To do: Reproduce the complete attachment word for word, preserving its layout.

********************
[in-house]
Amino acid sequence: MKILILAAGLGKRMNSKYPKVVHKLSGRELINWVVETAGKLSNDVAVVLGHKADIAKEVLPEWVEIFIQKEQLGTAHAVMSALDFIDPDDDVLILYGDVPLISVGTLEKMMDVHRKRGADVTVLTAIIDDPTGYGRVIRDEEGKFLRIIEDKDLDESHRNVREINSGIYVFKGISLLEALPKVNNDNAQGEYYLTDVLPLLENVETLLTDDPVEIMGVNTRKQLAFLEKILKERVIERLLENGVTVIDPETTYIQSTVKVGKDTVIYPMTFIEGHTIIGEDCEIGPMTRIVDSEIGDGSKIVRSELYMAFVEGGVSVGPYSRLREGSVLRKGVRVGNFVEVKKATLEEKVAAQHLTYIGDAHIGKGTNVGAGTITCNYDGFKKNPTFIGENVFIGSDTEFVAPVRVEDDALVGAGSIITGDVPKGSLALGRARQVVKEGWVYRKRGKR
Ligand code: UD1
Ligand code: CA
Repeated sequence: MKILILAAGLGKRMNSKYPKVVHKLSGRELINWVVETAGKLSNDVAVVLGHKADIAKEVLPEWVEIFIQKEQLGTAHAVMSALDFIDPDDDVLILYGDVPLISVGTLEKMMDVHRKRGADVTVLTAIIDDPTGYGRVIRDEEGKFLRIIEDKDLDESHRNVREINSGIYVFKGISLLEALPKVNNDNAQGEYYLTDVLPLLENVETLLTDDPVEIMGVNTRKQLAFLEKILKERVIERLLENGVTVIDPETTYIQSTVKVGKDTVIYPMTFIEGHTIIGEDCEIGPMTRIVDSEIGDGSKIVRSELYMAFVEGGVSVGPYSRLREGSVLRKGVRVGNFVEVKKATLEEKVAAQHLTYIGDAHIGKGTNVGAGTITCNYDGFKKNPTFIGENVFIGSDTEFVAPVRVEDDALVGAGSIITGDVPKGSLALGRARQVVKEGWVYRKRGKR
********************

[in-house]
Amino acid sequence: MKILILAAGLGKRMNSKYPKVVHKLSGRELINWVVETAGKLSNDVAVVLGHKADIAKEVLPEWVEIFIQKEQLGTAHAVMSALDFIDPDDDVLILYGDVPLISVGTLEKMMDVHRKRGADVTVLTAIIDDPTGYGRVIRDEEGKFLRIIEDKDLDESHRNVREINSGIYVFKGISLLEALPKVNNDNAQGEYYLTDVLPLLENVETLLTDDPVEIMGVNTRKQLAFLEKILKERVIERLLENGVTVIDPETTYIQSTVKVGKDTVIYPMTFIEGHTIIGEDCEIGPMTRIVDSEIGDGSKIVRSELYMAFVEGGVSVGPYSRLREGSVLRKGVRVGNFVEVKKATLEEKVAAQHLTYIGDAHIGKGTNVGAGTITCNYDGFKKNPTFIGENVFIGSDTEFVAPVRVEDDALVGAGSIITGDVPKGSLALGRARQVVKEGWVYRKRGKR
Ligand code: UD1
Ligand code: CA
Repeated sequence: MKILILAAGLGKRMNSKYPKVVHKLSGRELINWVVETAGKLSNDVAVVLGHKADIAKEVLPEWVEIFIQKEQLGTAHAVMSALDFIDPDDDVLILYGDVPLISVGTLEKMMDVHRKRGADVTVLTAIIDDPTGYGRVIRDEEGKFLRIIEDKDLDESHRNVREINSGIYVFKGISLLEALPKVNNDNAQGEYYLTDVLPLLENVETLLTDDPVEIMGVNTRKQLAFLEKILKERVIERLLENGVTVIDPETTYIQSTVKVGKDTVIYPMTFIEGHTIIGEDCEIGPMTRIVDSEIGDGSKIVRSELYMAFVEGGVSVGPYSRLREGSVLRKGVRVGNFVEVKKATLEEKVAAQHLTYIGDAHIGKGTNVGAGTITCNYDGFKKNPTFIGENVFIGSDTEFVAPVRVEDDALVGAGSIITGDVPKGSLALGRARQVVKEGWVYRKRGKR